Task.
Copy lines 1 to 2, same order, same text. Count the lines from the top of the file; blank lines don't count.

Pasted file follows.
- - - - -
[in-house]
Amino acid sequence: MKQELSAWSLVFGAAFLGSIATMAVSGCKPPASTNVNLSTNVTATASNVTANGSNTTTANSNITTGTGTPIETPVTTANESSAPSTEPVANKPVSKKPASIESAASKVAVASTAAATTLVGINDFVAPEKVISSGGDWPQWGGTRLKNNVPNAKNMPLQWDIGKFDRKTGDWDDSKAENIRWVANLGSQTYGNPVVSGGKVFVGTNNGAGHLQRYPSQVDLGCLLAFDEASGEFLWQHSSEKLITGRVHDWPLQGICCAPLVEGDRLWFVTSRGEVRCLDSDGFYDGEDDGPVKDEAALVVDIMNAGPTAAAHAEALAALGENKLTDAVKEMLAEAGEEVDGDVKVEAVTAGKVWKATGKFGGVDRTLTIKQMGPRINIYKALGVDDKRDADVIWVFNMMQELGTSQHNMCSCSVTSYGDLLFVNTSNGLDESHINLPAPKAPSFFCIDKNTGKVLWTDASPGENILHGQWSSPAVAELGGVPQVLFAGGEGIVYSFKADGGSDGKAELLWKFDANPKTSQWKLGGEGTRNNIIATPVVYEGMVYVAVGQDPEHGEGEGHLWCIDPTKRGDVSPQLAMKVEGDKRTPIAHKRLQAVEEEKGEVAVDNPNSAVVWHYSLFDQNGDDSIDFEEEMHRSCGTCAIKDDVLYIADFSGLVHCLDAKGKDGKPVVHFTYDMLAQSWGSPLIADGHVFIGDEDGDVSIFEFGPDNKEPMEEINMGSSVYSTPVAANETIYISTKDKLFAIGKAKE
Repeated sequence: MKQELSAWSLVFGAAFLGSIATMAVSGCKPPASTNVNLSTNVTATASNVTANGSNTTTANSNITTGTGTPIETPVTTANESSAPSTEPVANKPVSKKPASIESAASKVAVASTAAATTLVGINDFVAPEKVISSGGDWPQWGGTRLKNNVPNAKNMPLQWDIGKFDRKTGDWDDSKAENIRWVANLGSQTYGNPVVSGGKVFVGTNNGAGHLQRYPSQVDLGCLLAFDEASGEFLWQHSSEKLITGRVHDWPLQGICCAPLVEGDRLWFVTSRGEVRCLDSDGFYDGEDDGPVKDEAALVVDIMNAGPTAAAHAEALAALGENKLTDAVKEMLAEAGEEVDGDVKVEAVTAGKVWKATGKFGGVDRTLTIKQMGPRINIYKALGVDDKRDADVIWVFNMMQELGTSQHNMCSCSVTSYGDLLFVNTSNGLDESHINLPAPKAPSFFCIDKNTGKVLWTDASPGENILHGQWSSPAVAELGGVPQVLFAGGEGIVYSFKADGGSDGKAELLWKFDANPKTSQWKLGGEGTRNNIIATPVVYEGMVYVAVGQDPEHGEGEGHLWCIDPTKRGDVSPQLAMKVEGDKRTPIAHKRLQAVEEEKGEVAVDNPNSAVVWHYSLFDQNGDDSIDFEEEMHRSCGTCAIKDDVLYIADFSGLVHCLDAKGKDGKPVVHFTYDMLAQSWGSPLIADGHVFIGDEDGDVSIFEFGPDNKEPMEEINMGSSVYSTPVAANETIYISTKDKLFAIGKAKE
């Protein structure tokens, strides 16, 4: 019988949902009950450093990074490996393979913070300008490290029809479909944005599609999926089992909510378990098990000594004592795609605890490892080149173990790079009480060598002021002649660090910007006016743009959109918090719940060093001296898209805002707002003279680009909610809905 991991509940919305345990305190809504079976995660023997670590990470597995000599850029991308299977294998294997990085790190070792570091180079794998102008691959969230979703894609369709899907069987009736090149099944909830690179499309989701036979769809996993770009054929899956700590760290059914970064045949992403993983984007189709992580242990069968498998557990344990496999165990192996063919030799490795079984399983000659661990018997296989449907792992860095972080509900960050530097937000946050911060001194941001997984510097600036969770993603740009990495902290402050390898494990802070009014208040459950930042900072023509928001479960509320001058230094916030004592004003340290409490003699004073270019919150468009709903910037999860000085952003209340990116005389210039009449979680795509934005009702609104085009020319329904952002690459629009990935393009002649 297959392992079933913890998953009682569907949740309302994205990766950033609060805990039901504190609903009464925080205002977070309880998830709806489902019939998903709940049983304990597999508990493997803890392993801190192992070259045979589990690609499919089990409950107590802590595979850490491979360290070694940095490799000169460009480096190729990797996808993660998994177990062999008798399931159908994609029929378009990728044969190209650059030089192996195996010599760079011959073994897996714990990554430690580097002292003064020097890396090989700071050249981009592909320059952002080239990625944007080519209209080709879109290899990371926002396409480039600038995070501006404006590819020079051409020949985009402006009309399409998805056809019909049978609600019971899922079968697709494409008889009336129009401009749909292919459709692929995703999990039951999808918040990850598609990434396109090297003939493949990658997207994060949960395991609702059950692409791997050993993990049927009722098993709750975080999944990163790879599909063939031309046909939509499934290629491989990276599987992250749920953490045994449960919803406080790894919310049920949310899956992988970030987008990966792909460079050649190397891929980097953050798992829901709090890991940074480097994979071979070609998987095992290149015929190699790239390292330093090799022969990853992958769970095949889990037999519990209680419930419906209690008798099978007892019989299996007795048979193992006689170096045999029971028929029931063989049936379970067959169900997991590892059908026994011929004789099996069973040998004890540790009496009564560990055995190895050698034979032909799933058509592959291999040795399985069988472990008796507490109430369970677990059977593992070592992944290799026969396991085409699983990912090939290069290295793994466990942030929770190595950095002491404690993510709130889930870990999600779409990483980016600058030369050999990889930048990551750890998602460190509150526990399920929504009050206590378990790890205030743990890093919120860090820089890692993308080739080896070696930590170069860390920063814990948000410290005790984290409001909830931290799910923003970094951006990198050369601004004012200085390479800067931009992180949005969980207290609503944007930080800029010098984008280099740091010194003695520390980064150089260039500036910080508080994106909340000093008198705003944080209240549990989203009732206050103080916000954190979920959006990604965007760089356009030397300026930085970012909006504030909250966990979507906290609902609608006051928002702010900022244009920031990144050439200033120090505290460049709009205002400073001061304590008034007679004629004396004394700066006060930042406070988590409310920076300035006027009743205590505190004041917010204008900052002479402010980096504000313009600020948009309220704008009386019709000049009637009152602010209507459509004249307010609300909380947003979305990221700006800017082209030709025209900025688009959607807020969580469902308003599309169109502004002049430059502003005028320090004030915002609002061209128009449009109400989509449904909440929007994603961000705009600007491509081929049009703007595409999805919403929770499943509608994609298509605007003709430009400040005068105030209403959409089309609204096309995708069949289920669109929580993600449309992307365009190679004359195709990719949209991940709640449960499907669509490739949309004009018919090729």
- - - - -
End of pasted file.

[in-house]
Amino acid sequence: MKQELSAWSLVFGAAFLGSIATMAVSGCKPPASTNVNLSTNVTATASNVTANGSNTTTANSNITTGTGTPIETPVTTANESSAPSTEPVANKPVSKKPASIESAASKVAVASTAAATTLVGINDFVAPEKVISSGGDWPQWGGTRLKNNVPNAKNMPLQWDIGKFDRKTGDWDDSKAENIRWVANLGSQTYGNPVVSGGKVFVGTNNGAGHLQRYPSQVDLGCLLAFDEASGEFLWQHSSEKLITGRVHDWPLQGICCAPLVEGDRLWFVTSRGEVRCLDSDGFYDGEDDGPVKDEAALVVDIMNAGPTAAAHAEALAALGENKLTDAVKEMLAEAGEEVDGDVKVEAVTAGKVWKATGKFGGVDRTLTIKQMGPRINIYKALGVDDKRDADVIWVFNMMQELGTSQHNMCSCSVTSYGDLLFVNTSNGLDESHINLPAPKAPSFFCIDKNTGKVLWTDASPGENILHGQWSSPAVAELGGVPQVLFAGGEGIVYSFKADGGSDGKAELLWKFDANPKTSQWKLGGEGTRNNIIATPVVYEGMVYVAVGQDPEHGEGEGHLWCIDPTKRGDVSPQLAMKVEGDKRTPIAHKRLQAVEEEKGEVAVDNPNSAVVWHYSLFDQNGDDSIDFEEEMHRSCGTCAIKDDVLYIADFSGLVHCLDAKGKDGKPVVHFTYDMLAQSWGSPLIADGHVFIGDEDGDVSIFEFGPDNKEPMEEINMGSSVYSTPVAANETIYISTKDKLFAIGKAKE